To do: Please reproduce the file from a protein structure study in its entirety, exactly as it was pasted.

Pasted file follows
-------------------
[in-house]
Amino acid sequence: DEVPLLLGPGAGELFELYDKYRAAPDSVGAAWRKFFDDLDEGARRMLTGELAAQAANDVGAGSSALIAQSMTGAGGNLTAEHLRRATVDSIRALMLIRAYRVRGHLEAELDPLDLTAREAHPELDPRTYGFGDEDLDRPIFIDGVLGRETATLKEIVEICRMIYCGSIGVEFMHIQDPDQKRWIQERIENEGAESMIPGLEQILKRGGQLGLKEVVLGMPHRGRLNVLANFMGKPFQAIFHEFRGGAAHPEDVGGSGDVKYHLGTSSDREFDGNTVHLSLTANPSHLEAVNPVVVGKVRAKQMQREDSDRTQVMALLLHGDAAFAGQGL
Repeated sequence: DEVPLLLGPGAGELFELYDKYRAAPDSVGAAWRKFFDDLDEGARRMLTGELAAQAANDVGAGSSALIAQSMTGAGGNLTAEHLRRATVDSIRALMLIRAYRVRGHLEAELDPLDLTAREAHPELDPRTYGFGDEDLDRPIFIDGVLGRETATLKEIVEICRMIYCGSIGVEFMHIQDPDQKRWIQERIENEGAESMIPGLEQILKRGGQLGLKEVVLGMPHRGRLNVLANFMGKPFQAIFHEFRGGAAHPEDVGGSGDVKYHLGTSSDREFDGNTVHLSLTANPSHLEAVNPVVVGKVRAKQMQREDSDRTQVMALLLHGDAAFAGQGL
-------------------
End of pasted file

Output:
[in-house]
Amino acid sequence: DEVPLLLGPGAGELFELYDKYRAAPDSVGAAWRKFFDDLDEGARRMLTGELAAQAANDVGAGSSALIAQSMTGAGGNLTAEHLRRATVDSIRALMLIRAYRVRGHLEAELDPLDLTAREAHPELDPRTYGFGDEDLDRPIFIDGVLGRETATLKEIVEICRMIYCGSIGVEFMHIQDPDQKRWIQERIENEGAESMIPGLEQILKRGGQLGLKEVVLGMPHRGRLNVLANFMGKPFQAIFHEFRGGAAHPEDVGGSGDVKYHLGTSSDREFDGNTVHLSLTANPSHLEAVNPVVVGKVRAKQMQREDSDRTQVMALLLHGDAAFAGQGL
Repeated sequence: DEVPLLLGPGAGELFELYDKYRAAPDSVGAAWRKFFDDLDEGARRMLTGELAAQAANDVGAGSSALIAQSMTGAGGNLTAEHLRRATVDSIRALMLIRAYRVRGHLEAELDPLDLTAREAHPELDPRTYGFGDEDLDRPIFIDGVLGRETATLKEIVEICRMIYCGSIGVEFMHIQDPDQKRWIQERIENEGAESMIPGLEQILKRGGQLGLKEVVLGMPHRGRLNVLANFMGKPFQAIFHEFRGGAAHPEDVGGSGDVKYHLGTSSDREFDGNTVHLSLTANPSHLEAVNPVVVGKVRAKQMQREDSDRTQVMALLLHGDAAFAGQGL